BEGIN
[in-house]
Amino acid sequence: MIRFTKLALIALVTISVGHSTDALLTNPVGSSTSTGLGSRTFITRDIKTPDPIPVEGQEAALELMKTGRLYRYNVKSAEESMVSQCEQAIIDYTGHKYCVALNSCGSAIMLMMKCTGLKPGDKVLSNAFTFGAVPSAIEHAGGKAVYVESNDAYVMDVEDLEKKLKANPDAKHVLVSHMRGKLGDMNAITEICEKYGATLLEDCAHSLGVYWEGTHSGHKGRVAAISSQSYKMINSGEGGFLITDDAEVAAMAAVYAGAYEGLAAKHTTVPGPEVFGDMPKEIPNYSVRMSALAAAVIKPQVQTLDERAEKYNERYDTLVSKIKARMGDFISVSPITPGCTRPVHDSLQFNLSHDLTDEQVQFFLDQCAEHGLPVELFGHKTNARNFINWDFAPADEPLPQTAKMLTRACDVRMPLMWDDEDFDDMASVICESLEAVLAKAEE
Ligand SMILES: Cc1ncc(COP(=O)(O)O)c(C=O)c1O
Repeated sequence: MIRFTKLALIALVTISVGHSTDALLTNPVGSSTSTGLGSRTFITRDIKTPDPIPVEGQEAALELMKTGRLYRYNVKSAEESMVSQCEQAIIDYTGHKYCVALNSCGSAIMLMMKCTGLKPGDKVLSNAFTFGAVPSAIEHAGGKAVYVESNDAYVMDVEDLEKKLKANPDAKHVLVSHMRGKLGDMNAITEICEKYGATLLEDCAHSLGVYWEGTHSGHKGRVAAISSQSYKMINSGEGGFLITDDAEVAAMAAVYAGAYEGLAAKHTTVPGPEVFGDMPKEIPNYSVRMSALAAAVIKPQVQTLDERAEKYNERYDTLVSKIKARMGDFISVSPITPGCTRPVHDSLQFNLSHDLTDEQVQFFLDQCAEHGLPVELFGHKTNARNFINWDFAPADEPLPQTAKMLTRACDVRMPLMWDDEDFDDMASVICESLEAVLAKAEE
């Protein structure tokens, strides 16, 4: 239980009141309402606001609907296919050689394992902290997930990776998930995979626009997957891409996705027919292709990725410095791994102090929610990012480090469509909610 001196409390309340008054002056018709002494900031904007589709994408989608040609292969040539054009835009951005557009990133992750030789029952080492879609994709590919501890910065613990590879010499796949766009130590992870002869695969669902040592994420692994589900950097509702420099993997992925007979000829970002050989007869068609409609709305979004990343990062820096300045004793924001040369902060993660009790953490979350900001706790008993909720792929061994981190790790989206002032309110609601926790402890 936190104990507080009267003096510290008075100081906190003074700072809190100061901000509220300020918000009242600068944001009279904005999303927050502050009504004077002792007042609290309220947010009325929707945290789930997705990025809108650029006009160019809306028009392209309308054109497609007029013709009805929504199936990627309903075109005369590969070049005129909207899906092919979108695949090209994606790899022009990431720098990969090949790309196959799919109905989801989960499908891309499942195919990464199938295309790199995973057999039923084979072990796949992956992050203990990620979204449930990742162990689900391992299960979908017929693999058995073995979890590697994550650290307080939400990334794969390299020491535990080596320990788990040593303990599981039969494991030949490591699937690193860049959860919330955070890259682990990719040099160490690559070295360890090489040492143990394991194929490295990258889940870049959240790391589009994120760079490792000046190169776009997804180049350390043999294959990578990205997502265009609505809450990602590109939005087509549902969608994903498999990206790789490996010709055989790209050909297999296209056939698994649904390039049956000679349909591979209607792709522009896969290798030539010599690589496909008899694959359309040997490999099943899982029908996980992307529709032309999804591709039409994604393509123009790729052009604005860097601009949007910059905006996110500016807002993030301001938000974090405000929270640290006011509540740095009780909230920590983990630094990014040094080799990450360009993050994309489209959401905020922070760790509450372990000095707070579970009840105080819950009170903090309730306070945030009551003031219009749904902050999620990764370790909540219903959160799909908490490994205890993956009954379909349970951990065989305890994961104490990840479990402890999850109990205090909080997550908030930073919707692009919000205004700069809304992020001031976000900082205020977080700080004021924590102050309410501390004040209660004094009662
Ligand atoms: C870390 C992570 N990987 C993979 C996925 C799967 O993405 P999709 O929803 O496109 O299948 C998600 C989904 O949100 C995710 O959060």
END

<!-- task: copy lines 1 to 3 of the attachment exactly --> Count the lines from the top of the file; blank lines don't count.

[in-house]
Amino acid sequence: MIRFTKLALIALVTISVGHSTDALLTNPVGSSTSTGLGSRTFITRDIKTPDPIPVEGQEAALELMKTGRLYRYNVKSAEESMVSQCEQAIIDYTGHKYCVALNSCGSAIMLMMKCTGLKPGDKVLSNAFTFGAVPSAIEHAGGKAVYVESNDAYVMDVEDLEKKLKANPDAKHVLVSHMRGKLGDMNAITEICEKYGATLLEDCAHSLGVYWEGTHSGHKGRVAAISSQSYKMINSGEGGFLITDDAEVAAMAAVYAGAYEGLAAKHTTVPGPEVFGDMPKEIPNYSVRMSALAAAVIKPQVQTLDERAEKYNERYDTLVSKIKARMGDFISVSPITPGCTRPVHDSLQFNLSHDLTDEQVQFFLDQCAEHGLPVELFGHKTNARNFINWDFAPADEPLPQTAKMLTRACDVRMPLMWDDEDFDDMASVICESLEAVLAKAEE
Ligand SMILES: Cc1ncc(COP(=O)(O)O)c(C=O)c1O